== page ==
First test: Fjällräven Keb Loft Jacket (2014)

When the thermometer goes negative, down insulation is what most of us turn to. But down loses some of its insulating performance when wet, making it less than ideal for the UK; and it’s pricy.

Recently, outdoor brands have tried to make synthetic insulation as efficient as down, and the latest attempt comes from Fjällräven. G-Loft Supreme is a synthetic fibre that promises to feel like down while offering exceptionally high insulating ability even when wet. It was developed in Austria, and Fjällräven has exclusive use of it until 2024. The unique blend of hollow and super-thin polyester fibres has a natural ‘cluster’-forming ability, similar to that achieved by high-quality down. It is this that allows G-Loft Supreme to create lots of small pockets of air to provide higher levels of insulation than other synthetics. Thanks to the use of 10 per cent recycled material, the fibres also have a good ‘memory’ capacity that allows them to be compressed and then spring back to their fluffy form, say when a jacket is unpacked from a rucksack. Like all synthetic insulation, G-Loft Supreme is also quick-drying and easy to wash, two areas where down is far more challenging to care for.

In the UK G-Loft Supreme is used in the Keb Loft Jacket, inside a polyester inner and outer with Fjällräven’s G-1000 reinforcement around the hem, pocket openings and under the main stormflap for greater durability in these areas. There is a front zip, and that stormflap has press studs to keep it in place. There are two zipped pockets that are large enough for OS maps, although these aren’t high enough to access easily if wearing a rucksack. The cuffs are elasticated and have no adjustment. On the inside are two mesh stretch stash pockets. Our sample weighed 405g (size men’s L), but Fjällräven says the production version will weigh 436g due to having slightly more insulation inside.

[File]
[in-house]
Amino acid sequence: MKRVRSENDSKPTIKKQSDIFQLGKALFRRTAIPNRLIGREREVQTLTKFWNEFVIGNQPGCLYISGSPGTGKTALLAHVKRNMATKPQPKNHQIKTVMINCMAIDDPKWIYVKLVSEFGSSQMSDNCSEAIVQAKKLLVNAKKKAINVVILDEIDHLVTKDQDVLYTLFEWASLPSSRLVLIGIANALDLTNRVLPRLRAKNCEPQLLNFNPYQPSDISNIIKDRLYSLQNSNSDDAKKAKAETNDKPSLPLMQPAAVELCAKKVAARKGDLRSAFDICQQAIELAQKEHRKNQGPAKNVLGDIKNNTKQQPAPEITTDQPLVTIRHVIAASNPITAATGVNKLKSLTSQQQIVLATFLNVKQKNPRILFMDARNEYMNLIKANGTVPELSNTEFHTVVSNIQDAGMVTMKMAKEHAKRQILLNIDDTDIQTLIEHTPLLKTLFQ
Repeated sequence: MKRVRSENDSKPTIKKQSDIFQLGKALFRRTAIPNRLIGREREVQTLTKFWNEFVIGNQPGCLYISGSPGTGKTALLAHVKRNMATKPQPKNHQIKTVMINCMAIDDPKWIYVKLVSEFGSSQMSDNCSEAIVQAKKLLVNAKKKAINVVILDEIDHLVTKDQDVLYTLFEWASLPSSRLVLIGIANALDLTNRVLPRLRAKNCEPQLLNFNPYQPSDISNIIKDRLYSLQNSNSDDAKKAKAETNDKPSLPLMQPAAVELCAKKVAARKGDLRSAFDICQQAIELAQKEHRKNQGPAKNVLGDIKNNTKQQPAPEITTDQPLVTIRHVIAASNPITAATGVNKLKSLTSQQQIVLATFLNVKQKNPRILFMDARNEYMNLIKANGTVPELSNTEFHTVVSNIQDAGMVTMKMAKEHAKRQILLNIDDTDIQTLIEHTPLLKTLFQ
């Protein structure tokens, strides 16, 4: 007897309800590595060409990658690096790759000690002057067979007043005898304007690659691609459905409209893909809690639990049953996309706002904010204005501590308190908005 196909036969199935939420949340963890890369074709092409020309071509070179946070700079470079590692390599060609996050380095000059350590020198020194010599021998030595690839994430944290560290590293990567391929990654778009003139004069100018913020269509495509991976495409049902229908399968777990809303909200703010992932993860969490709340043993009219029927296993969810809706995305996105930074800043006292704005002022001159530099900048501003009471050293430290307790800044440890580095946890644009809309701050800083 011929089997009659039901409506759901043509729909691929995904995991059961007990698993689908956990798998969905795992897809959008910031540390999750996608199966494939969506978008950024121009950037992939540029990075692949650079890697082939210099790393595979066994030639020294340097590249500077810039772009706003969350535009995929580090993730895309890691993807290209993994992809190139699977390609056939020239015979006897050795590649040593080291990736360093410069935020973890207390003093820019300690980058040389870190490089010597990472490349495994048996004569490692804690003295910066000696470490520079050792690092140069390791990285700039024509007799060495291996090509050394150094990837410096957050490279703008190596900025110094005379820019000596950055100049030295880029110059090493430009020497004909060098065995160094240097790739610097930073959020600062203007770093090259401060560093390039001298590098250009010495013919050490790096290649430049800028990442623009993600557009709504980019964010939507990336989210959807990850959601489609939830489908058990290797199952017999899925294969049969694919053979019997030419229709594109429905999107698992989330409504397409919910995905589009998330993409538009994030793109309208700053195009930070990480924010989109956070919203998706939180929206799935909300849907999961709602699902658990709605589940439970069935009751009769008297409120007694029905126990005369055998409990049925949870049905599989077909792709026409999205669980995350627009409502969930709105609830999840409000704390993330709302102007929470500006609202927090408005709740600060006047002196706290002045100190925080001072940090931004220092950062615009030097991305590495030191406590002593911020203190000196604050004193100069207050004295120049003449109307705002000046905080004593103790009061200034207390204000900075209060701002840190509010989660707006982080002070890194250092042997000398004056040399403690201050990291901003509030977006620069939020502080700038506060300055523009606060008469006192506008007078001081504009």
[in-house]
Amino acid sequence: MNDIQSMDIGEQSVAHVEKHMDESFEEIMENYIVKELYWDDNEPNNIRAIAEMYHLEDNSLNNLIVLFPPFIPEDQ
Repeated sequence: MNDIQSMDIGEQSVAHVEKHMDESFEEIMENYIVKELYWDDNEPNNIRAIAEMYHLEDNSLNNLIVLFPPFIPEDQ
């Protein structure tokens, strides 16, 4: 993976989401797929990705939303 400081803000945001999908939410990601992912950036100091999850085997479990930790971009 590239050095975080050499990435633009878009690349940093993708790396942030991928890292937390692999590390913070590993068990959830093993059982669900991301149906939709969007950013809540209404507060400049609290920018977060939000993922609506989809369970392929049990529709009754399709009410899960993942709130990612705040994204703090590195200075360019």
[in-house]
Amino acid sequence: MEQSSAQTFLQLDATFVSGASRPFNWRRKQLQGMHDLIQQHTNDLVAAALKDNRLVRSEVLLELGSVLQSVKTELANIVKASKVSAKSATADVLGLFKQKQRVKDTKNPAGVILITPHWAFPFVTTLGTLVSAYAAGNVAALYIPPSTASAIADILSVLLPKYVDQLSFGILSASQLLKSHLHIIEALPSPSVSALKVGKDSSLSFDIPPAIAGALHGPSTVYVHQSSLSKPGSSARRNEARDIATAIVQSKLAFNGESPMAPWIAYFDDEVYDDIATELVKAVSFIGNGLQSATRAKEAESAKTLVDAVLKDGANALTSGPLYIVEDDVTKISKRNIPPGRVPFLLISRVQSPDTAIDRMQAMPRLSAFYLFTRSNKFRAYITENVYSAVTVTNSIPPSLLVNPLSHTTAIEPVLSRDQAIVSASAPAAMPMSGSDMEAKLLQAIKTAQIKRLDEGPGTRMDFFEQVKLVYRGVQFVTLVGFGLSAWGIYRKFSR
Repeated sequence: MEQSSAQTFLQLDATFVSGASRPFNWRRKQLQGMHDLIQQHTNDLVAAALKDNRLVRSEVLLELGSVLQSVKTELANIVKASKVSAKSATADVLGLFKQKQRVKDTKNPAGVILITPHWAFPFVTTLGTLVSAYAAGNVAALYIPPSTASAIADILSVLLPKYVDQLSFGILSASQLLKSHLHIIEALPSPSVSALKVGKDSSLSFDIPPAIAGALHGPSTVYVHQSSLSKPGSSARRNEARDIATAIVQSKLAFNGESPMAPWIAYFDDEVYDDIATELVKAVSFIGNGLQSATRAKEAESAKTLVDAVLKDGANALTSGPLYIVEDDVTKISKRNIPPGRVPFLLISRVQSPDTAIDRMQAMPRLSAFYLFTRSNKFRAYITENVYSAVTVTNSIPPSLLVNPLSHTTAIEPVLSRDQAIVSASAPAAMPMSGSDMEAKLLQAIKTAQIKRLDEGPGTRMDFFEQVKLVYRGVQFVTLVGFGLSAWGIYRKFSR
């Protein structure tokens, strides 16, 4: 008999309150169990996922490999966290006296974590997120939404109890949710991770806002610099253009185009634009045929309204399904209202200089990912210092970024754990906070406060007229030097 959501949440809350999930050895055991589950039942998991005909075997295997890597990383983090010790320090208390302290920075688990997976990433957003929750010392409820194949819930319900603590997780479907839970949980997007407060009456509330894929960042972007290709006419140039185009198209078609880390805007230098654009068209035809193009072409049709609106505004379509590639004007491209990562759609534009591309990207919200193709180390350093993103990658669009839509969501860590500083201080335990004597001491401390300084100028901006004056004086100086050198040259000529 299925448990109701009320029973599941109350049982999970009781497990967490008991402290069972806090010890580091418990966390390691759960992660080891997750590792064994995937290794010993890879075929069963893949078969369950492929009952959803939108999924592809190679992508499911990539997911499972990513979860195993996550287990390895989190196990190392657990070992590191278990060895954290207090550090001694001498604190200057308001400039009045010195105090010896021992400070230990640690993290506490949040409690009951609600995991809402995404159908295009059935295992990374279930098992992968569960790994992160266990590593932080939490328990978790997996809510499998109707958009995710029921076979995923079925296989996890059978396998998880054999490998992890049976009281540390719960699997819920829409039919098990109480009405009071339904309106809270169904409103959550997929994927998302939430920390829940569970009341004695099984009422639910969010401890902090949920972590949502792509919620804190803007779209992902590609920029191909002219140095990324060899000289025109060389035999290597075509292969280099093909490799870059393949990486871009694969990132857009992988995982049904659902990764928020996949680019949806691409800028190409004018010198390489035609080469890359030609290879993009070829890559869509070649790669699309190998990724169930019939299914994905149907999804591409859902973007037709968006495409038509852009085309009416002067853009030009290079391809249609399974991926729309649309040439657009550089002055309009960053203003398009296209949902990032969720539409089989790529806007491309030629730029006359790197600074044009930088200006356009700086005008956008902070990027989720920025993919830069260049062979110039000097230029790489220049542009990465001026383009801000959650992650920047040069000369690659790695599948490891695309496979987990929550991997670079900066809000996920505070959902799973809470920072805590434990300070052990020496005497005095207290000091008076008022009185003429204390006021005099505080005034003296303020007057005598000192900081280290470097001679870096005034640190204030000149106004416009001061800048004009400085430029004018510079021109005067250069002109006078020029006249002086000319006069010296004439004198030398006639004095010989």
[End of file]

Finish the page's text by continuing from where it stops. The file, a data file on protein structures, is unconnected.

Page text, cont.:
The Fjällräven Keb Loft is not the most well-insulated jacket I have worn, making it less useful for really cold conditions than some down jackets. But it does offer a good medium level of insulation for general outdoor use, such as when camping at valley level. I’d want something warmer for sitting around in the snow, but the insulation is ideal for something you’d carry in your pack most days throughout winter in the Lakes and throw it on to take the chill off a summit brew.

I prefer all insulated jackets to have a hood, because if it’s cold enough for extra insulation in winter then it’s cold enough for a proper hood – so it’s disappointing that this model does not have one.

At £195 the Fjällräven Keb Loft Jacket is right at the top of the price range for this type of garment, but it’s a good weight due to the highly efficient G-Loft Supreme insulation.

Outer polyester, G1000 reinforcement
Insulation G-Loft Supreme synthetic
Weight (size men’s L) 436g
Sizes XS-XXL (men’s): XXS-XL (women’s)

G-Loft Supreme is a great new insulation, but I’d like to see it featured in a jacket with a hood to make it really useful for colder, breezier UK conditions. If you don’t want a hood the Fjällräven Keb Loft Jacket is a great lightweight product and it compares well with numerous other synthetic insulation jackets.

Review by Graham Thompson
First published in Trail magazine December 2014